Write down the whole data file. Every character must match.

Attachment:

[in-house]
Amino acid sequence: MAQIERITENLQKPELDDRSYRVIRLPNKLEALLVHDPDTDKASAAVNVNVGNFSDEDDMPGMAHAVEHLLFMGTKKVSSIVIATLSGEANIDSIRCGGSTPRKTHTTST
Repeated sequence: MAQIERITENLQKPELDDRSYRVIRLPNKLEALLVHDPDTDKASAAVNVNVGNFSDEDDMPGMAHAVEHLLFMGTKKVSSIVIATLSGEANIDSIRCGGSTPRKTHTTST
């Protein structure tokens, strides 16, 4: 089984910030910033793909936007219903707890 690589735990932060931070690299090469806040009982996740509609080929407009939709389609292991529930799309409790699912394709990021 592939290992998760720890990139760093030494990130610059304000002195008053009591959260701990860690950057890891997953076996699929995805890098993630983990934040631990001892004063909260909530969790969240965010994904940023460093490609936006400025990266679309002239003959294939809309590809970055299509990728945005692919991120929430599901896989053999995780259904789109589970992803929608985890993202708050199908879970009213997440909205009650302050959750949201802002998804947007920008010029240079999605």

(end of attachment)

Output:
[in-house]
Amino acid sequence: MAQIERITENLQKPELDDRSYRVIRLPNKLEALLVHDPDTDKASAAVNVNVGNFSDEDDMPGMAHAVEHLLFMGTKKVSSIVIATLSGEANIDSIRCGGSTPRKTHTTST
Repeated sequence: MAQIERITENLQKPELDDRSYRVIRLPNKLEALLVHDPDTDKASAAVNVNVGNFSDEDDMPGMAHAVEHLLFMGTKKVSSIVIATLSGEANIDSIRCGGSTPRKTHTTST
């Protein structure tokens, strides 16, 4: 089984910030910033793909936007219903707890 690589735990932060931070690299090469806040009982996740509609080929407009939709389609292991529930799309409790699912394709990021 592939290992998760720890990139760093030494990130610059304000002195008053009591959260701990860690950057890891997953076996699929995805890098993630983990934040631990001892004063909260909530969790969240965010994904940023460093490609936006400025990266679309002239003959294939809309590809970055299509990728945005692919991120929430599901896989053999995780259904789109589970992803929608985890993202708050199908879970009213997440909205009650302050959750949201802002998804947007920008010029240079999605």